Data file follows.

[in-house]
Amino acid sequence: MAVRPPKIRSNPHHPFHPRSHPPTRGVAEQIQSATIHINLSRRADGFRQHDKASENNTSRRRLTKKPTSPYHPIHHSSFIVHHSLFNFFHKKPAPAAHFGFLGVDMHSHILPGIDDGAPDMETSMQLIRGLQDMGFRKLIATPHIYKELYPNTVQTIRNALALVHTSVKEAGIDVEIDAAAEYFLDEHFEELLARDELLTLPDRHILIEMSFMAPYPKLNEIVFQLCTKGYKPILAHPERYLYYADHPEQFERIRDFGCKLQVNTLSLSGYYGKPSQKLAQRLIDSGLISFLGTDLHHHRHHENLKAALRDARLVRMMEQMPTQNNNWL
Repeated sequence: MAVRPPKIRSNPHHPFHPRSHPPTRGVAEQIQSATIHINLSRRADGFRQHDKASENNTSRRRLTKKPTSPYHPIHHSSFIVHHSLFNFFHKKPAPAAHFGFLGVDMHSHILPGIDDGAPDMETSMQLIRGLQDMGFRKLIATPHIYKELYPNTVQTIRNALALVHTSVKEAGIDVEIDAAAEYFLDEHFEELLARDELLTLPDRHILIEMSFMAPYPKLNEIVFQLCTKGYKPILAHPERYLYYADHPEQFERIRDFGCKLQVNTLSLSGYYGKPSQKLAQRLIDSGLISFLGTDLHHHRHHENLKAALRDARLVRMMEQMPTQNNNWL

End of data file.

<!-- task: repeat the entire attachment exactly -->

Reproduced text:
[in-house]
Amino acid sequence: MAVRPPKIRSNPHHPFHPRSHPPTRGVAEQIQSATIHINLSRRADGFRQHDKASENNTSRRRLTKKPTSPYHPIHHSSFIVHHSLFNFFHKKPAPAAHFGFLGVDMHSHILPGIDDGAPDMETSMQLIRGLQDMGFRKLIATPHIYKELYPNTVQTIRNALALVHTSVKEAGIDVEIDAAAEYFLDEHFEELLARDELLTLPDRHILIEMSFMAPYPKLNEIVFQLCTKGYKPILAHPERYLYYADHPEQFERIRDFGCKLQVNTLSLSGYYGKPSQKLAQRLIDSGLISFLGTDLHHHRHHENLKAALRDARLVRMMEQMPTQNNNWL
Repeated sequence: MAVRPPKIRSNPHHPFHPRSHPPTRGVAEQIQSATIHINLSRRADGFRQHDKASENNTSRRRLTKKPTSPYHPIHHSSFIVHHSLFNFFHKKPAPAAHFGFLGVDMHSHILPGIDDGAPDMETSMQLIRGLQDMGFRKLIATPHIYKELYPNTVQTIRNALALVHTSVKEAGIDVEIDAAAEYFLDEHFEELLARDELLTLPDRHILIEMSFMAPYPKLNEIVFQLCTKGYKPILAHPERYLYYADHPEQFERIRDFGCKLQVNTLSLSGYYGKPSQKLAQRLIDSGLISFLGTDLHHHRHHENLKAALRDARLVRMMEQMPTQNNNWL